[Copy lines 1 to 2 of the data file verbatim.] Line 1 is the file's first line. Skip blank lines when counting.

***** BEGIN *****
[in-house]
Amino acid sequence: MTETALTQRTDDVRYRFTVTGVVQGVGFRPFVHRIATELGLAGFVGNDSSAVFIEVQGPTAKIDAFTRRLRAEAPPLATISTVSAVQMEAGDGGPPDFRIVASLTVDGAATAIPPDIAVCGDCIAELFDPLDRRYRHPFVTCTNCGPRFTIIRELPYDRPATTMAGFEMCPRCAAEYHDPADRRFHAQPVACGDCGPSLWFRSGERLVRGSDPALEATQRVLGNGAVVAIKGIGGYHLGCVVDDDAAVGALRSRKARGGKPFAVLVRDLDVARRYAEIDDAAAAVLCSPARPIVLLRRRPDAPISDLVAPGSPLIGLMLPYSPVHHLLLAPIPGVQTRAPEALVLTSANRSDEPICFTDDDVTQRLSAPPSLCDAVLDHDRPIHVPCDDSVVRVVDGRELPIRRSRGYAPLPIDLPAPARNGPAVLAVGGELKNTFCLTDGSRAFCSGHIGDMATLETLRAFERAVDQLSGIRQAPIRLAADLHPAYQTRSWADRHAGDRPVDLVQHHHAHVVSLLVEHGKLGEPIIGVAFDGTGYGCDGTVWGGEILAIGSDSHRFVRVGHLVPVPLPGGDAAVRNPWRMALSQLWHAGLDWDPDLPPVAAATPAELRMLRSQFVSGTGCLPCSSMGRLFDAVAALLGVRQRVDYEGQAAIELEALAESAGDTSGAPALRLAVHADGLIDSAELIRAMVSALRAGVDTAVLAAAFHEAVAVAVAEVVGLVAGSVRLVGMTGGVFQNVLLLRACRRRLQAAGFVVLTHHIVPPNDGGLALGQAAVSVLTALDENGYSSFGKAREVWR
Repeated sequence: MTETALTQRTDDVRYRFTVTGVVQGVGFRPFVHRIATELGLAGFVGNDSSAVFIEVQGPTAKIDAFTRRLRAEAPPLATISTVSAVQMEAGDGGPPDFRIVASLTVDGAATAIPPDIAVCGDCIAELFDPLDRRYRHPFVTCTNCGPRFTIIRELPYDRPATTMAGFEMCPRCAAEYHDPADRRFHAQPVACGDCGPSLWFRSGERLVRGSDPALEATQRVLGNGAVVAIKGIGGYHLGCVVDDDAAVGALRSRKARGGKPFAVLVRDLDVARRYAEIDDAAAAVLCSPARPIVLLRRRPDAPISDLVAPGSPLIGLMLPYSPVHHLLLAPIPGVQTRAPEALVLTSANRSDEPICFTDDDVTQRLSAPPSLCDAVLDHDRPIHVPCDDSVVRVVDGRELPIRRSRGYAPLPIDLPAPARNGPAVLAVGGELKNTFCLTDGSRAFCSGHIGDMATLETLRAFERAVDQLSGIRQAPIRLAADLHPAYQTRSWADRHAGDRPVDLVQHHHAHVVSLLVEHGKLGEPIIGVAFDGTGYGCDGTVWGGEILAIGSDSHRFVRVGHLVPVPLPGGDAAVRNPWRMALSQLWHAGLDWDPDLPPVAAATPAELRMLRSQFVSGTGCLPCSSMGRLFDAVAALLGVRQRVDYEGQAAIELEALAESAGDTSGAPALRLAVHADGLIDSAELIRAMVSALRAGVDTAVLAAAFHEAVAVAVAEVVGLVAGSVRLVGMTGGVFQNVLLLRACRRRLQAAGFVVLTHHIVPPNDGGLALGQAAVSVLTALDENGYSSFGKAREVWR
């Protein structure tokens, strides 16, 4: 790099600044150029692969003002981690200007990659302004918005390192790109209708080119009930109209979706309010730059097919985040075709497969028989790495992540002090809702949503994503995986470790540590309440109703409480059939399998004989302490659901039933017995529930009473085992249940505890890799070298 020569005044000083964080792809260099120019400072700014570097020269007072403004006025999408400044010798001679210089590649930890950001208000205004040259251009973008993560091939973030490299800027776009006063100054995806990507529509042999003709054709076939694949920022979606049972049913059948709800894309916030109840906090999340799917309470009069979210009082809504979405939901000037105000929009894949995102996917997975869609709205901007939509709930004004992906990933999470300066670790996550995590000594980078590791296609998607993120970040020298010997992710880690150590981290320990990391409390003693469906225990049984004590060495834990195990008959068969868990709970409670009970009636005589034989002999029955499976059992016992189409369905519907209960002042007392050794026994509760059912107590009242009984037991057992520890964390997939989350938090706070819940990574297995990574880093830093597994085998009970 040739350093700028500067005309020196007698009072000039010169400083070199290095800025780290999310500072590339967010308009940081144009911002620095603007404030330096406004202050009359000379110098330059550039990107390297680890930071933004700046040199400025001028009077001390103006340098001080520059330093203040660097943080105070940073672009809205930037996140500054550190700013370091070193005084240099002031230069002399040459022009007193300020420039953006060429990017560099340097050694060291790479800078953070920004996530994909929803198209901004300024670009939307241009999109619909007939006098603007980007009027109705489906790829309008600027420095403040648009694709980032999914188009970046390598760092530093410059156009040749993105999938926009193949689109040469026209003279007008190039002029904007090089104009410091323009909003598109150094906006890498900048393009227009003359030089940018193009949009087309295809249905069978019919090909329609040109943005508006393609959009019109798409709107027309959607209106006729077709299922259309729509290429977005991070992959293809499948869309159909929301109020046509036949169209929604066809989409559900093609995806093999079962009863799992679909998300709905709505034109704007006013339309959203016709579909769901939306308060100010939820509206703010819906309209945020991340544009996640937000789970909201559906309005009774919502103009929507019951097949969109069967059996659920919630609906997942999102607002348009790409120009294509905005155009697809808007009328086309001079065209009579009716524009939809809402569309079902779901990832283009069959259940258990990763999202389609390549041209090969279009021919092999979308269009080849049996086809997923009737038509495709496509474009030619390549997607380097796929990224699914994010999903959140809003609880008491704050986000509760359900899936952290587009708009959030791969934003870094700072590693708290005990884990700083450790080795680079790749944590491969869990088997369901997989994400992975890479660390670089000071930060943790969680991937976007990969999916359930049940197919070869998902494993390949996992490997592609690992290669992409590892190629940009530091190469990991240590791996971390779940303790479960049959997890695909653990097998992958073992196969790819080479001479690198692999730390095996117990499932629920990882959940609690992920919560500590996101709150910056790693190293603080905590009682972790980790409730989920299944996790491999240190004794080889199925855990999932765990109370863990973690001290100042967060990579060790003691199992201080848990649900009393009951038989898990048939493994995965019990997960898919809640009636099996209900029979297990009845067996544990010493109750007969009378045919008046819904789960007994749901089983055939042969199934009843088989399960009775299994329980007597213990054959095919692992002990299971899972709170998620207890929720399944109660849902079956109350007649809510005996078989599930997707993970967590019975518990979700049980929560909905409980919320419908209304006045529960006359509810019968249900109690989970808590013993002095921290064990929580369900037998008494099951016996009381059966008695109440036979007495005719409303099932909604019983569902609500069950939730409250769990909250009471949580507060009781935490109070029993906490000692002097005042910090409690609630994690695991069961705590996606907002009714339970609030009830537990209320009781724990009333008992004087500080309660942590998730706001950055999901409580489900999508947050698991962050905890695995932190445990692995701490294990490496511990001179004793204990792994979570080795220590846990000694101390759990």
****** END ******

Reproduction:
[in-house]
Amino acid sequence: MTETALTQRTDDVRYRFTVTGVVQGVGFRPFVHRIATELGLAGFVGNDSSAVFIEVQGPTAKIDAFTRRLRAEAPPLATISTVSAVQMEAGDGGPPDFRIVASLTVDGAATAIPPDIAVCGDCIAELFDPLDRRYRHPFVTCTNCGPRFTIIRELPYDRPATTMAGFEMCPRCAAEYHDPADRRFHAQPVACGDCGPSLWFRSGERLVRGSDPALEATQRVLGNGAVVAIKGIGGYHLGCVVDDDAAVGALRSRKARGGKPFAVLVRDLDVARRYAEIDDAAAAVLCSPARPIVLLRRRPDAPISDLVAPGSPLIGLMLPYSPVHHLLLAPIPGVQTRAPEALVLTSANRSDEPICFTDDDVTQRLSAPPSLCDAVLDHDRPIHVPCDDSVVRVVDGRELPIRRSRGYAPLPIDLPAPARNGPAVLAVGGELKNTFCLTDGSRAFCSGHIGDMATLETLRAFERAVDQLSGIRQAPIRLAADLHPAYQTRSWADRHAGDRPVDLVQHHHAHVVSLLVEHGKLGEPIIGVAFDGTGYGCDGTVWGGEILAIGSDSHRFVRVGHLVPVPLPGGDAAVRNPWRMALSQLWHAGLDWDPDLPPVAAATPAELRMLRSQFVSGTGCLPCSSMGRLFDAVAALLGVRQRVDYEGQAAIELEALAESAGDTSGAPALRLAVHADGLIDSAELIRAMVSALRAGVDTAVLAAAFHEAVAVAVAEVVGLVAGSVRLVGMTGGVFQNVLLLRACRRRLQAAGFVVLTHHIVPPNDGGLALGQAAVSVLTALDENGYSSFGKAREVWR